Fotograf Magazine

Eva Koťátková

Different time periods and different generations bring new issues. But what about the old ones – still present and still urgent issues? Foucault’s analysis of repression and power is compulsory reading today, but the reasons why it was written still persist. The relations between the structured society and so-called anarchy are closely examined by Eva Koťátková. To her, the human body is the home of hidden aggression, learnt patterns of behaviour, and defensive reflexes. Koťátková proves that individual problems are not problems of individuals, but the consequences of enforcement methods used by the society. She is not interested only into people, but gives a voice to animals, plants, organisms, and objects as well. With surprisingly radical illustrations, backed up by her research, Koťátková combines what was left of the avant-garde, the current, often feminist theories and activism to create large exhibition “machines” and small details. She cuts out pictures, glues clippings and draws pictures to make collages based on the psychoanalytic tradition, dreams, fragmentarization, deconstruction and construction and openly reminiscent of the Czech interwar avant-garde (Štýrský, Teige, and Toyen). She also creates large installations and static performances where subtle changes of postures represent the stiffening of bodies in the globalized system of alienated or isolated work, rest, sleep, movement, time, and what we call the nature. These creations share a kind of subliminal theme – the concern over the established forms of art presentation, exhibitions and galleries that the author applies to areas of social engagement. The frustration of the artist meets the frustration of the activist. Eva Koťátková, together with Barbora Kleinhamplová, has been trying to cope with this long-standing problem by initiating the establishment of an institute dealing with the causes of social anxiety. The two artists see the anxiety not like a diagnosis that weakens the individual, but rather as a shared experience that can stimulate people. Various social initiatives and individuals spend so much energy to promote various ways of functioning in many fields that they do not have the strength to join forces in an interdisciplinary approach – and they often do not understand each other since they do not speak the same language. Together with her colleagues, Eva Koťátková seeks connect them so that art is not isolated from active behaviour, all alone in art institutions.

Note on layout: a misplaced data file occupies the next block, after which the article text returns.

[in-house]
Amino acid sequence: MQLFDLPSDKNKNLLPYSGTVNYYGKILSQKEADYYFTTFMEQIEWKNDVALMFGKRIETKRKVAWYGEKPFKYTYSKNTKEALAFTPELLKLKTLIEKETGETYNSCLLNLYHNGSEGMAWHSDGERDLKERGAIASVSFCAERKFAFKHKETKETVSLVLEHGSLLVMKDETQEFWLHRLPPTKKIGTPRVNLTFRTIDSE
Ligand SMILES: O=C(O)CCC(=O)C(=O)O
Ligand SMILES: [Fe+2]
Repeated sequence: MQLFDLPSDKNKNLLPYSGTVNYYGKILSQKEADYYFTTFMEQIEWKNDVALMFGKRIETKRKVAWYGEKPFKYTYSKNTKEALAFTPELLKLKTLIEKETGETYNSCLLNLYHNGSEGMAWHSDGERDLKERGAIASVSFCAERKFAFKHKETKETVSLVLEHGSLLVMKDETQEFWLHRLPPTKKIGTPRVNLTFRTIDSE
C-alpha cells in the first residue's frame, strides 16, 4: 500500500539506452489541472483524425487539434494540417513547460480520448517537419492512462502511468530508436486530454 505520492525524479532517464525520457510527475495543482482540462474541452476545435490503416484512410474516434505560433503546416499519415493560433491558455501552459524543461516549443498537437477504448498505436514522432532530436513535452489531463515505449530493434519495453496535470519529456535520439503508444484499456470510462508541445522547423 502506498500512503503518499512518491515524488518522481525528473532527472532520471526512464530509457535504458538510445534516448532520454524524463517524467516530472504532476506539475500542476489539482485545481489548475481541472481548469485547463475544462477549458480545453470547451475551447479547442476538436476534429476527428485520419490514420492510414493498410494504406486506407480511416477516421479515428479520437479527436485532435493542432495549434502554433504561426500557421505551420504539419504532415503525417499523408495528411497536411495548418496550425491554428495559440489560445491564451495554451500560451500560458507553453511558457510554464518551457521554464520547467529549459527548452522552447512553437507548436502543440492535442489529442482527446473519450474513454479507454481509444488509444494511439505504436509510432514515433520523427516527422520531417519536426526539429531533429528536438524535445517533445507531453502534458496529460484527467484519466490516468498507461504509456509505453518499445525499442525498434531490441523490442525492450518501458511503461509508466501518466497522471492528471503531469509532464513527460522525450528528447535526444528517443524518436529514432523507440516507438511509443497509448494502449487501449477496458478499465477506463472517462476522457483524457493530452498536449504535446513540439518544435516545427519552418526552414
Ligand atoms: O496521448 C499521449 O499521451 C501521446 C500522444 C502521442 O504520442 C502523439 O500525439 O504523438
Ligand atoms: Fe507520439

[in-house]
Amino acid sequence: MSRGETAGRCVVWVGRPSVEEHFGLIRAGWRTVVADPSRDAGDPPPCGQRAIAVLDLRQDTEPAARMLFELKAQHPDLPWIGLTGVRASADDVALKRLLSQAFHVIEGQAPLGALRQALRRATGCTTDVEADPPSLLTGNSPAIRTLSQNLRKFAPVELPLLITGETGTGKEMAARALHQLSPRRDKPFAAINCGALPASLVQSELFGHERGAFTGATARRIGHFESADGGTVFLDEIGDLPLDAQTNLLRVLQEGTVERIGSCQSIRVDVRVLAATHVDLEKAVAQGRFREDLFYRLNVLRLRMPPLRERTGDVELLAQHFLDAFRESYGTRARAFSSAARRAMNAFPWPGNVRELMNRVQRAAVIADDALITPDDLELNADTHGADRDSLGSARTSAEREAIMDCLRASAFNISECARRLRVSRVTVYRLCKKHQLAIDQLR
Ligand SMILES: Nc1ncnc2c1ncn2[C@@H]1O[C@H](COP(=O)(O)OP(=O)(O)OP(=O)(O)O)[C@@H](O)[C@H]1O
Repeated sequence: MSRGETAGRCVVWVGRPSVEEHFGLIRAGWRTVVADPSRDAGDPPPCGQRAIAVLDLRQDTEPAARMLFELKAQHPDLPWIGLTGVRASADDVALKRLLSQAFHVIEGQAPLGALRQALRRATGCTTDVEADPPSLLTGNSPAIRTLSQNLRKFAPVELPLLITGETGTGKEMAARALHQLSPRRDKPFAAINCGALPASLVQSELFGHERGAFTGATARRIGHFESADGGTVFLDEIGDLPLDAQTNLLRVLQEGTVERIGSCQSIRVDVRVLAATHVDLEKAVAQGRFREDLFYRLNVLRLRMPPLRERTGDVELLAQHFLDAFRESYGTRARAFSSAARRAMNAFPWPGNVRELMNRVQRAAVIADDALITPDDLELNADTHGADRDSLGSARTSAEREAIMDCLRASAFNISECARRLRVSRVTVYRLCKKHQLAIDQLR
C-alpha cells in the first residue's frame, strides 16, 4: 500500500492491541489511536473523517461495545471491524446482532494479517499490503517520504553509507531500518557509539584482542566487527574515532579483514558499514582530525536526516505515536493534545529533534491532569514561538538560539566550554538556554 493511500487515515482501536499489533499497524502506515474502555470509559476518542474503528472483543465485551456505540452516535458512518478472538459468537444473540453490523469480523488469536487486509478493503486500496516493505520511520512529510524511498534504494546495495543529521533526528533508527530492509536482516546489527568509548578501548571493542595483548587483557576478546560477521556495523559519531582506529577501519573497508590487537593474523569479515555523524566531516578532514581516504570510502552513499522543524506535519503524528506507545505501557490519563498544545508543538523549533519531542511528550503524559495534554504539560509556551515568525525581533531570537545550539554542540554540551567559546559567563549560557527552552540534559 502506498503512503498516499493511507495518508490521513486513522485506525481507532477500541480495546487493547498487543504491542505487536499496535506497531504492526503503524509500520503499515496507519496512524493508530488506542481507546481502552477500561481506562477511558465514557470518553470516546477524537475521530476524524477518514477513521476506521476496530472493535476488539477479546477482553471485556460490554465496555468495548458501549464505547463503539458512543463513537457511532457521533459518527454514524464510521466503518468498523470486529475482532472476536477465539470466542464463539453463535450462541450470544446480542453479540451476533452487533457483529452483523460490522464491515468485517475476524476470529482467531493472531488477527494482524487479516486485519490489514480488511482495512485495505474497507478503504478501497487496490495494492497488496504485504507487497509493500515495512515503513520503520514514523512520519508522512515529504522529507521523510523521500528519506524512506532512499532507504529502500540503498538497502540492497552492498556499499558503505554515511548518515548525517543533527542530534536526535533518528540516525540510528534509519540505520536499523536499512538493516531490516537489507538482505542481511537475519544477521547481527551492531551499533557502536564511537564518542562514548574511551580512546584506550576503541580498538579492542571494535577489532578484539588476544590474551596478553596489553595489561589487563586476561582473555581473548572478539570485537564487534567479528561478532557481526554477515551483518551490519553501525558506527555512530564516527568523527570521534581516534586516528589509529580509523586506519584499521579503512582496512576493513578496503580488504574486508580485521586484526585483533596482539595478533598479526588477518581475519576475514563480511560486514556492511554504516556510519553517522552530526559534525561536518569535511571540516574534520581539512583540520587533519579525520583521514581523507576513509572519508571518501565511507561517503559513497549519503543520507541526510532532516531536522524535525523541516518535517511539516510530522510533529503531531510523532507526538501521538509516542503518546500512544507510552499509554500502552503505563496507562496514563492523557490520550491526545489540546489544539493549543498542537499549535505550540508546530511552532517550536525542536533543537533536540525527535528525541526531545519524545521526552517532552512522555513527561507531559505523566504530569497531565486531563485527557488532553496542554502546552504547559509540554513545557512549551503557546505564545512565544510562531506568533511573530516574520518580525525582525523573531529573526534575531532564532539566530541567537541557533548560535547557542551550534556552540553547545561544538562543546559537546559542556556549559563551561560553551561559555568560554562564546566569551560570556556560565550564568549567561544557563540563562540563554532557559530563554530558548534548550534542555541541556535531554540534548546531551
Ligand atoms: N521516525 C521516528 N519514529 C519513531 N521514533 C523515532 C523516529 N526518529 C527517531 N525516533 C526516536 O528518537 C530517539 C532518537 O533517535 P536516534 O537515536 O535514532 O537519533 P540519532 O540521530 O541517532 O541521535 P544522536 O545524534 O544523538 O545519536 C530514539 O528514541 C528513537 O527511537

Edith Jeřábková